Malawi

Visit Malawi

Surrounded by Zambia, Tanzania and Mozambique, Malawi is a compact landlocked country, Despite its small size Malawi is incredibly diverse – from flatter plains to highlands, forests and mountains. Lake Malawi is the jewel in the crown and fills Malawi’s stretch of the Rift Valley. It is Africa’s third largest lake, stretching for over 580kms from north to south. The Lake contains more species of fish than any other comparable body of water on Earth! Lake Malawi dominates the geography and provides a livelihood for many Malawians. It also creates the perfect environment for those who crave sandy beaches, warm waters and plenty of activities. Stay on its shores and laze on the soft, sandy beaches, enjoy a range of water sports including snorkelling diving and sailing, and take the time to visit local fishing villages.

Travel Africa will work with you to plan the perfect Malawi holiday. We will book your holiday for you – providing you with detailed itineraries and information sheets. Don’t forget we provide superb value for money due to our in-depth knowledge of the region and our direct contacts which cut out layers of commission. Look at our fabulous itineraries to give you ideas to start from. 

Interactive country map and photographs at the bottom of this page.

When to visit Malawi - Seasons

The wet season is generally from December to March. By June the days should be dry with the green landscape drying out. The nights get a lot cooler although the days should still be warm. As winter kicks in nights can get cold. June to August are ‘peak’ season in Malawi with lovely cloudless days. In September and October temperatures start to climb and low-lying areas can get quite hot. November can be hot and dry or it can see the season’s first downpours.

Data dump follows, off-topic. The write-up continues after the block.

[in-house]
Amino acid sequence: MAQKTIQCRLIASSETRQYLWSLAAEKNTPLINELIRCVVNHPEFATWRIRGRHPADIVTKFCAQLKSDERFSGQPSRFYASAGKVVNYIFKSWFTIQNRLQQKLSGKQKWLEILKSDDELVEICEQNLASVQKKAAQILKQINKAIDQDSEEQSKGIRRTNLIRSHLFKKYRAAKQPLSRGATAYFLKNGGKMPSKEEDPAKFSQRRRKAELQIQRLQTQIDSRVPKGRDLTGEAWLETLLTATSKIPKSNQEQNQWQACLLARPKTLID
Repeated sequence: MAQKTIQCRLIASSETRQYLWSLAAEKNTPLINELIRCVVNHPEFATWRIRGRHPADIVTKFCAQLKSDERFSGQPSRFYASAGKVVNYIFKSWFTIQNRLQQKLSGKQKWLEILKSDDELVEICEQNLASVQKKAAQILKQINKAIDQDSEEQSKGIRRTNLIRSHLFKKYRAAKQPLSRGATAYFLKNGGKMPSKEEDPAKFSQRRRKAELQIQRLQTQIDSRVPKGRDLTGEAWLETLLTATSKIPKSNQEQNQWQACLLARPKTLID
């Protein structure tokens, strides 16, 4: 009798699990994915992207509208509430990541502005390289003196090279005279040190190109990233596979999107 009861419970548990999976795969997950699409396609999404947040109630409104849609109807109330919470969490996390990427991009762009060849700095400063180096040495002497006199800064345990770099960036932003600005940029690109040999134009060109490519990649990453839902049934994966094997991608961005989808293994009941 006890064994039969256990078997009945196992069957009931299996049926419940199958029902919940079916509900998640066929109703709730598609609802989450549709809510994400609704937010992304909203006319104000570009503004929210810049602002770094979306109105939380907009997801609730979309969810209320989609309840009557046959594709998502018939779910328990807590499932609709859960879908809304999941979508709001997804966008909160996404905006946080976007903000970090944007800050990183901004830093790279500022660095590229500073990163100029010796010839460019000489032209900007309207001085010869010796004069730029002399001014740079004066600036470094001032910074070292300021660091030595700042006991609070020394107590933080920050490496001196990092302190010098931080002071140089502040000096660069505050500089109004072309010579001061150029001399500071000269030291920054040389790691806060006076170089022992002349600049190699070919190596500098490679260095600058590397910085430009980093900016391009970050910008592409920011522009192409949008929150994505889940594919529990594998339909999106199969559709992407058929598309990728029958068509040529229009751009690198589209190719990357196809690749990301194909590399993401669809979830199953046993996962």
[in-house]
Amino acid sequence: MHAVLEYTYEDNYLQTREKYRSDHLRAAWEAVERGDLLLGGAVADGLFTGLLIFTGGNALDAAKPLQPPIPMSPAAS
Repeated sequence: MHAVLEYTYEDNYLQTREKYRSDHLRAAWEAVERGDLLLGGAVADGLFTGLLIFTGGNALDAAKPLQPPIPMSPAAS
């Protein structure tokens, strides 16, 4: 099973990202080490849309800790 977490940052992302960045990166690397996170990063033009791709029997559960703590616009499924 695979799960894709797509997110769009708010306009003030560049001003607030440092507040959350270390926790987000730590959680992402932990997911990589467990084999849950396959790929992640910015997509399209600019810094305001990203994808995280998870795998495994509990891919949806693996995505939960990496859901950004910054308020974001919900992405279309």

Jan

Feb

Mar

Apr

May

Jun

Jul

Aug

Sep

Oct

Nov

Dec

Lake Malawi

Lake Malawi

Majete WR

Majete WR

Liwonde NP

Liwonde NP

Time to Visit:

Best

Good

Fair



Malawi's highlights - where to go and what to see
Lake Malawi
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Lake Malawi dominates the geography and provides a livelihood for many Malawians. It also creates the perfect environment for those who crave sandy beaches, warm waters and plenty of activities. Stay on its shores and laze on the soft, sandy beaches, enjoy a range of water sports including snorkelling diving and sailing, and take the time to visit local fishing villages.

Majete Wildlife Reserve
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Majete Wildlife Reserve is Malawi’s major Big Five reserve and one of its top wildlife destinations. After years of  neglect and poaching, the reserve was rescued in 2012 by the African Parks organisation. Since then, more than 2,500 animals have been reintroduced and populations of naturally occurring large animals have started to recover. Accommodation ranges from a community-owned tented camp to a five-star lodge.

Liwonde National Park
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Liwonde National Park feels like a true wilderness. Its lifeline, the Shire River, is one of Africa’s great waterways, and boat trips are highly recommended. The river supports large populations of hippo and crocodile, and elephant are encountered along the shore. A great community project in the park is the aptly named Children in the Wilderness, a life skills program for disadvantaged children.

Slideshow - click an image to zoom and navigate

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